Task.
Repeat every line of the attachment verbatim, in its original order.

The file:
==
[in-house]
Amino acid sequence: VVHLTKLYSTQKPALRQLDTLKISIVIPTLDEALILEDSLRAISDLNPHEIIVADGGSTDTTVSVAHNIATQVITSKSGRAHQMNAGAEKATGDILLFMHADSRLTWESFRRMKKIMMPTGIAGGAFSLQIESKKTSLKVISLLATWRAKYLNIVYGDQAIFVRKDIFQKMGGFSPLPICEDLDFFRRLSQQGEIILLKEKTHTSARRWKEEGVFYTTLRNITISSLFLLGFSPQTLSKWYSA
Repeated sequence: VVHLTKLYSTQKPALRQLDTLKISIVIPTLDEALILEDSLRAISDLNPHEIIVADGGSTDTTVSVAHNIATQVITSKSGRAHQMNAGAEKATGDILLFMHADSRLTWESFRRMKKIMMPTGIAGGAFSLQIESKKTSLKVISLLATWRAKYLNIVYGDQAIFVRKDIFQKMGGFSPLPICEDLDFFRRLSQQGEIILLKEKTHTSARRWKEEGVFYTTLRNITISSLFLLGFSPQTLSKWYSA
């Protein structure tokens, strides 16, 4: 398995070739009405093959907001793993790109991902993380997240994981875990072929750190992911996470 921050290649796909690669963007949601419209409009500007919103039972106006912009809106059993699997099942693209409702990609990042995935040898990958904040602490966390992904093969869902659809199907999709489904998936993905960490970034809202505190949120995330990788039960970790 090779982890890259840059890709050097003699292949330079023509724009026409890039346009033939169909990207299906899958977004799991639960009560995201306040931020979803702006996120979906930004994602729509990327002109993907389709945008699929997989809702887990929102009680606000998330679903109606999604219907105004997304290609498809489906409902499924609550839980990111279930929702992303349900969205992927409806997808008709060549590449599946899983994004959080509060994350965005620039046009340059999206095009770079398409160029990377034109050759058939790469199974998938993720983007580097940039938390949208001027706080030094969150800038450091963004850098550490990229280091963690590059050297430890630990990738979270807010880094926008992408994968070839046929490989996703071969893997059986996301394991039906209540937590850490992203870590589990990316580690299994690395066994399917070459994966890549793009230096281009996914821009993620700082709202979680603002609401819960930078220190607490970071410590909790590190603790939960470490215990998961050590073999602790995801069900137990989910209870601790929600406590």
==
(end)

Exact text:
[in-house]
Amino acid sequence: VVHLTKLYSTQKPALRQLDTLKISIVIPTLDEALILEDSLRAISDLNPHEIIVADGGSTDTTVSVAHNIATQVITSKSGRAHQMNAGAEKATGDILLFMHADSRLTWESFRRMKKIMMPTGIAGGAFSLQIESKKTSLKVISLLATWRAKYLNIVYGDQAIFVRKDIFQKMGGFSPLPICEDLDFFRRLSQQGEIILLKEKTHTSARRWKEEGVFYTTLRNITISSLFLLGFSPQTLSKWYSA
Repeated sequence: VVHLTKLYSTQKPALRQLDTLKISIVIPTLDEALILEDSLRAISDLNPHEIIVADGGSTDTTVSVAHNIATQVITSKSGRAHQMNAGAEKATGDILLFMHADSRLTWESFRRMKKIMMPTGIAGGAFSLQIESKKTSLKVISLLATWRAKYLNIVYGDQAIFVRKDIFQKMGGFSPLPICEDLDFFRRLSQQGEIILLKEKTHTSARRWKEEGVFYTTLRNITISSLFLLGFSPQTLSKWYSA
């Protein structure tokens, strides 16, 4: 398995070739009405093959907001793993790109991902993380997240994981875990072929750190992911996470 921050290649796909690669963007949601419209409009500007919103039972106006912009809106059993699997099942693209409702990609990042995935040898990958904040602490966390992904093969869902659809199907999709489904998936993905960490970034809202505190949120995330990788039960970790 090779982890890259840059890709050097003699292949330079023509724009026409890039346009033939169909990207299906899958977004799991639960009560995201306040931020979803702006996120979906930004994602729509990327002109993907389709945008699929997989809702887990929102009680606000998330679903109606999604219907105004997304290609498809489906409902499924609550839980990111279930929702992303349900969205992927409806997808008709060549590449599946899983994004959080509060994350965005620039046009340059999206095009770079398409160029990377034109050759058939790469199974998938993720983007580097940039938390949208001027706080030094969150800038450091963004850098550490990229280091963690590059050297430890630990990738979270807010880094926008992408994968070839046929490989996703071969893997059986996301394991039906209540937590850490992203870590589990990316580690299994690395066994399917070459994966890549793009230096281009996914821009993620700082709202979680603002609401819960930078220190607490970071410590909790590190603790939960470490215990998961050590073999602790995801069900137990989910209870601790929600406590």